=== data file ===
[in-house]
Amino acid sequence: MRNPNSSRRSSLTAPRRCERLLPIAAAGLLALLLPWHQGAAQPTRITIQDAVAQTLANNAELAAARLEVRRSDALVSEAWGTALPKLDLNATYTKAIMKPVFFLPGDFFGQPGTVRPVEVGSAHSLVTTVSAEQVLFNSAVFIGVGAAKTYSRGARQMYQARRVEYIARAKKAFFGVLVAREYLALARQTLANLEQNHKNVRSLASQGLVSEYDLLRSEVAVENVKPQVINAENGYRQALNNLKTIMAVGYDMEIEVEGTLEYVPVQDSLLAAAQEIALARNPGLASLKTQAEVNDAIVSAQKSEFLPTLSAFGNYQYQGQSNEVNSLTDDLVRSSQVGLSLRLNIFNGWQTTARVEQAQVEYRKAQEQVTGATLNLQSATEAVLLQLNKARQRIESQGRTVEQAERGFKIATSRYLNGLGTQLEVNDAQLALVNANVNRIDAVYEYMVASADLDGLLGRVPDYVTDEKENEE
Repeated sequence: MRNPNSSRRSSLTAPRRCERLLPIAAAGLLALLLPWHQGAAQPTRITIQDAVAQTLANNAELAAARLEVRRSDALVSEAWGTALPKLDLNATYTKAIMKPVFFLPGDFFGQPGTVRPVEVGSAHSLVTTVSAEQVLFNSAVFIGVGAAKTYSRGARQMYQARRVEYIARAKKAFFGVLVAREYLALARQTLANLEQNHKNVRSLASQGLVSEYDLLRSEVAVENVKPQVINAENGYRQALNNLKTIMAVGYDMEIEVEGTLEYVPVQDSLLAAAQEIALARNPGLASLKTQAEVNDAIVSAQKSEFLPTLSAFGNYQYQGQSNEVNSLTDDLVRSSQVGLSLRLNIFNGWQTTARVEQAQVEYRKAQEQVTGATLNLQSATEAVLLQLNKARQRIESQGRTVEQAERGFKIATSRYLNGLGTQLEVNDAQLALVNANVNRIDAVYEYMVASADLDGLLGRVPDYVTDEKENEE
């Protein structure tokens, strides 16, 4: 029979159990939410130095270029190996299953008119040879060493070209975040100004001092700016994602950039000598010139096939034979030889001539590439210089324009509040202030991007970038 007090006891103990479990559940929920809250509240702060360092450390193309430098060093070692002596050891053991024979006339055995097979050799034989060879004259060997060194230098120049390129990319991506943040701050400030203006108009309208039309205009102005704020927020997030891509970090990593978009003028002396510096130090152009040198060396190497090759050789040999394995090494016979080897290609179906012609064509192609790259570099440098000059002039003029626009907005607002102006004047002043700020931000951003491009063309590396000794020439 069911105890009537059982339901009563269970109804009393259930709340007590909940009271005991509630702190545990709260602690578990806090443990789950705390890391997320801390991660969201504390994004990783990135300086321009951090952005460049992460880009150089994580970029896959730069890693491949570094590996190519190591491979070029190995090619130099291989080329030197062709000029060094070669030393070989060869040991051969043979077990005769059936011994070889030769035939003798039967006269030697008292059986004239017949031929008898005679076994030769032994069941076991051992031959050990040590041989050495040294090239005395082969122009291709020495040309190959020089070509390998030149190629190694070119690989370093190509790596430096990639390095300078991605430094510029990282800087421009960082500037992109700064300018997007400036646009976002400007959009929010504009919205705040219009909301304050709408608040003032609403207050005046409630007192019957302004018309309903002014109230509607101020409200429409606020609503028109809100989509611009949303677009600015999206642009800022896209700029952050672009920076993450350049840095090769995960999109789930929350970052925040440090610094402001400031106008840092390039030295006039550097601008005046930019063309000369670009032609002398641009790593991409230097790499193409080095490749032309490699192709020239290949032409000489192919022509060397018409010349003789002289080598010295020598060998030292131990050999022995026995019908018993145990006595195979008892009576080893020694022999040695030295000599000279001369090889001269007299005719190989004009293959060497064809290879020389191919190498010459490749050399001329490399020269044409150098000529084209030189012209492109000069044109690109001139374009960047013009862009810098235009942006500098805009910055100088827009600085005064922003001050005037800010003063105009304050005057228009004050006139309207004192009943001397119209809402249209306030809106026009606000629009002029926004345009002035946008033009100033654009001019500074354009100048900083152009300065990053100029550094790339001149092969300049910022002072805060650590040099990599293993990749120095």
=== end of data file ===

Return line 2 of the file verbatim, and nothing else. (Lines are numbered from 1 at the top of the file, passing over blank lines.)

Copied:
Amino acid sequence: MRNPNSSRRSSLTAPRRCERLLPIAAAGLLALLLPWHQGAAQPTRITIQDAVAQTLANNAELAAARLEVRRSDALVSEAWGTALPKLDLNATYTKAIMKPVFFLPGDFFGQPGTVRPVEVGSAHSLVTTVSAEQVLFNSAVFIGVGAAKTYSRGARQMYQARRVEYIARAKKAFFGVLVAREYLALARQTLANLEQNHKNVRSLASQGLVSEYDLLRSEVAVENVKPQVINAENGYRQALNNLKTIMAVGYDMEIEVEGTLEYVPVQDSLLAAAQEIALARNPGLASLKTQAEVNDAIVSAQKSEFLPTLSAFGNYQYQGQSNEVNSLTDDLVRSSQVGLSLRLNIFNGWQTTARVEQAQVEYRKAQEQVTGATLNLQSATEAVLLQLNKARQRIESQGRTVEQAERGFKIATSRYLNGLGTQLEVNDAQLALVNANVNRIDAVYEYMVASADLDGLLGRVPDYVTDEKENEE